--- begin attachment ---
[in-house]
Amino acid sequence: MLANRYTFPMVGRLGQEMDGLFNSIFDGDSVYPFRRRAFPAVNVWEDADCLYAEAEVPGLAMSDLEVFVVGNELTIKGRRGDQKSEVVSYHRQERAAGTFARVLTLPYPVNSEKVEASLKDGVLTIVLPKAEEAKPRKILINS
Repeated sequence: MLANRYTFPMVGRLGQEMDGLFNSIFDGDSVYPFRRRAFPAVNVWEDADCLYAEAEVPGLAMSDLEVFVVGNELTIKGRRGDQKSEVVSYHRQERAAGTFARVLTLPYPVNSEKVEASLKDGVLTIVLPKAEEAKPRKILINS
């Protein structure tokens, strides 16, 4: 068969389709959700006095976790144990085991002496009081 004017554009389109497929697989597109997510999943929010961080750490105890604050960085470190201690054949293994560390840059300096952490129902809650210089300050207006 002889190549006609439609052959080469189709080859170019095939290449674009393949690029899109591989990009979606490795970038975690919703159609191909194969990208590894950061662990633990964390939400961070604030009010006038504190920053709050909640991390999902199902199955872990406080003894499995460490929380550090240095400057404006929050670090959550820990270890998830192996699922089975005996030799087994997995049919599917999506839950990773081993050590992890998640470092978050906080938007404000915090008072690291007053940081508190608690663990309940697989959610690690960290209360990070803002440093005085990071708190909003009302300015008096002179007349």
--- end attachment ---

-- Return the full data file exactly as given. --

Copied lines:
[in-house]
Amino acid sequence: MLANRYTFPMVGRLGQEMDGLFNSIFDGDSVYPFRRRAFPAVNVWEDADCLYAEAEVPGLAMSDLEVFVVGNELTIKGRRGDQKSEVVSYHRQERAAGTFARVLTLPYPVNSEKVEASLKDGVLTIVLPKAEEAKPRKILINS
Repeated sequence: MLANRYTFPMVGRLGQEMDGLFNSIFDGDSVYPFRRRAFPAVNVWEDADCLYAEAEVPGLAMSDLEVFVVGNELTIKGRRGDQKSEVVSYHRQERAAGTFARVLTLPYPVNSEKVEASLKDGVLTIVLPKAEEAKPRKILINS
């Protein structure tokens, strides 16, 4: 068969389709959700006095976790144990085991002496009081 004017554009389109497929697989597109997510999943929010961080750490105890604050960085470190201690054949293994560390840059300096952490129902809650210089300050207006 002889190549006609439609052959080469189709080859170019095939290449674009393949690029899109591989990009979606490795970038975690919703159609191909194969990208590894950061662990633990964390939400961070604030009010006038504190920053709050909640991390999902199902199955872990406080003894499995460490929380550090240095400057404006929050670090959550820990270890998830192996699922089975005996030799087994997995049919599917999506839950990773081993050590992890998640470092978050906080938007404000915090008072690291007053940081508190608690663990309940697989959610690690960290209360990070803002440093005085990071708190909003009302300015008096002179007349």